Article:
If you think you're in the dark about retirement, you're not alone. A good 81% of Americans have no idea how much money they'll need to fund their golden years, while countless members of the workforce have yet to start saving in the first place. If you'd have a hard time calling yourself retirement-savvy, here are a few key things to be aware of.

1. You can save without a 401(k)

Despite the fact that it's one of the most popular retirement savings tools out there, only 79% of the workforce gets the option to participate in a 401(k). But even if your employer doesn't offer a sponsored retirement plan, you can still save for the future with an IRA.

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The one drawback of going this route is that the annual contribution limits for traditional and Roth IRAs are $5,500 a year for workers under 50, and $6,500 a year for those 50 and over. These thresholds are considerably lower than what 401(k)s allow for -- $18,000 a year for workers under 50, and an even more generous $24,000 for those 50 and above. But if you start maxing out an IRA early on in your career, you'll still amass a nice, respectable sum. Case in point: Contributing $5,500 annually over 30 years will leave you with an ending balance of $435,000 if your investments bring in an average yearly 6% return, which is well below the stock market's average.

2. You can't live on Social Security alone

Despite the fact that many seniors today rely heavily on Social Security to pay their bills, the program was never designed to sustain retirees. Rather, it was meant to supplement whatever additional income sources they have, be it a pension, 401(k), or earnings from a part-time job.

If you're planning to live off Social Security without independent savings, here's a wake-up call for you: The average recipient today collects just $1,360 a month, or $16,320 a year, in benefits. Now, if that sounds like enough money to you, then by all means, neglect your savings. Otherwise, you'd be smart to start setting part of each paycheck aside for the future.

3. Healthcare will cost you a bundle

The older you get, the more health issues you're likely to encounter, and if you're not careful, the costs involved might throw you for a serious loop. Though you will be eligible for Medicare once you turn 65, it won't cover all of your expenses. Furthermore, while Medicare Part A, which covers hospital visits, is free for most enrollees, you'll pay a premium to participate in Medicare's other parts, like Part B, which covers diagnostic services, and Part D, which covers prescription drugs.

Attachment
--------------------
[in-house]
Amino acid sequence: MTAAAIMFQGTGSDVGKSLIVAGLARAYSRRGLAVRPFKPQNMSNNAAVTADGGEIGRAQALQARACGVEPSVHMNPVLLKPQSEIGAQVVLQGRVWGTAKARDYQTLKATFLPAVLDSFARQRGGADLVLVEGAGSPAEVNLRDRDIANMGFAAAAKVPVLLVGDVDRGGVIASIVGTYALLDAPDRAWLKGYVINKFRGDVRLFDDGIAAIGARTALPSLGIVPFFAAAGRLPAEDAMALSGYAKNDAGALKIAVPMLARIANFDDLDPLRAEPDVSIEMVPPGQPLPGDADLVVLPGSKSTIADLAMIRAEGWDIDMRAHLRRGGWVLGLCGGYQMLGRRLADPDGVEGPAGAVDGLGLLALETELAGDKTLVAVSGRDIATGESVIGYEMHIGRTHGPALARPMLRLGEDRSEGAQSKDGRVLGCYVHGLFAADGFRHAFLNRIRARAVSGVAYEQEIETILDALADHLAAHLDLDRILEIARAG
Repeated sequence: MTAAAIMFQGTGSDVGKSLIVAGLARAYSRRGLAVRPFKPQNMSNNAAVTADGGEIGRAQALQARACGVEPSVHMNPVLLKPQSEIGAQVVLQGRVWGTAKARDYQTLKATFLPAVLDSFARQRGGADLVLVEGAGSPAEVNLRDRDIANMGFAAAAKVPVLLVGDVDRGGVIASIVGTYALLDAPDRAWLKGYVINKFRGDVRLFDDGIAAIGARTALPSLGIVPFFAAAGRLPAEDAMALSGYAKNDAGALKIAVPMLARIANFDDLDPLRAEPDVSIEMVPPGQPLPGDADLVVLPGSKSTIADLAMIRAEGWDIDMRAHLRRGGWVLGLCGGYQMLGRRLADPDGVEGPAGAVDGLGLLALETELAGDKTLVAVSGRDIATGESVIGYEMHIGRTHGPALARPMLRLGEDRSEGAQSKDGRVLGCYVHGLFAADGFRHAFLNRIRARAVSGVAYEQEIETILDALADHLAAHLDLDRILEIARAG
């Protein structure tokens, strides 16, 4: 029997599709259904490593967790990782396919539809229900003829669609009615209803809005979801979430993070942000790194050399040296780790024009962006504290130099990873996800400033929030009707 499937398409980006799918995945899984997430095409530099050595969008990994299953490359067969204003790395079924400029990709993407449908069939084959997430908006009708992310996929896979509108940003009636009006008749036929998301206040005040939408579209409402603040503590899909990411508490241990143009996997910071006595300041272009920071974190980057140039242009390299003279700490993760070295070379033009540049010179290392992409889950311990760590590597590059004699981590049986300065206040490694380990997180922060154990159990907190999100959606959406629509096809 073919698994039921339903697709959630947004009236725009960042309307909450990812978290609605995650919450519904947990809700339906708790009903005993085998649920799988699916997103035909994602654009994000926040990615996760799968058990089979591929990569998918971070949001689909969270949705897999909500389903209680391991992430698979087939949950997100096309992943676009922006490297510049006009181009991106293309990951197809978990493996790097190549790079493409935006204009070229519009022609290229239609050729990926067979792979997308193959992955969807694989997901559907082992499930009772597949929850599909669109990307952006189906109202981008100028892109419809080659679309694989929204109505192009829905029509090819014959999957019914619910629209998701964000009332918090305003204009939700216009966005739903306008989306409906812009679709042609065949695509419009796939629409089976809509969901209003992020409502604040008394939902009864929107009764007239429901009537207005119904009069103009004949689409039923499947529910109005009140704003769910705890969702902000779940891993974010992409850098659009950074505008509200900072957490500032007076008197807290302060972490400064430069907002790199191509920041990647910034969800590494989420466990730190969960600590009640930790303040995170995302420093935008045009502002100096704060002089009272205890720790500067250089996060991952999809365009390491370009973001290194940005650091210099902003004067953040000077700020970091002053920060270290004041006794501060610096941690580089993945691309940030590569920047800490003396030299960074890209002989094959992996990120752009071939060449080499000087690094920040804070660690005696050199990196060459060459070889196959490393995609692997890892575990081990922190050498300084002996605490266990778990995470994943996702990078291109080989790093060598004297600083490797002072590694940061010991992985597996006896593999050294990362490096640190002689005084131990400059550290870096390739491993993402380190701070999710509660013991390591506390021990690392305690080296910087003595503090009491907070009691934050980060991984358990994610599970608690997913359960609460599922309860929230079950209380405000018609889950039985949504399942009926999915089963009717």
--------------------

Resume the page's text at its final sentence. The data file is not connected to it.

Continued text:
So just how much money are you looking at spending on healthcare costs in retirement? According to recent projections, a healthy 65-year-old couple today will plunk down a whopping $400,000 on medical care throughout retirement. If you're not healthy, there's a good chance that figure will rise. The more you save and prepare for what could end up being your single greatest retirement expense, the less stress you'll have as a senior.

4. You may end up living longer than you think

An estimated 40% of Americans think they'll only need enough retirement savings to cover a 12- to 17-year span. But if you're planning on retiring at what the Social Security Administration considers full retirement age -- which is either 66, 67, or 66 and change -- then there's a good chance you'll need your savings to last much longer.

According to the Social Security Administration, the average 65-year-old man today is expected to live until 84.3, while the average 65-year-old woman is expected to live until 86.6. But a quarter of seniors are expected to live past 90, which means that if you retire at 67 but live until 91, you'll have 24 years' worth of expenses to cover.

Furthermore, one out of every 10 seniors is expected to live past age 95, and if that ends up being the case for you, you'll need an even more substantial nest egg. The same holds true if your plan is to retire in your early 60s. That's why when it comes to estimating your life expectancy, you're better off erring on the side of optimism, and saving accordingly.

You don't need to be a financial expert to get a good handle on retirement. What you really need to do is read up on the costs you'll most likely encounter as a senior and start saving for them as early on in your career as possible. This way, you'll be better prepared for whatever eventually lies ahead.

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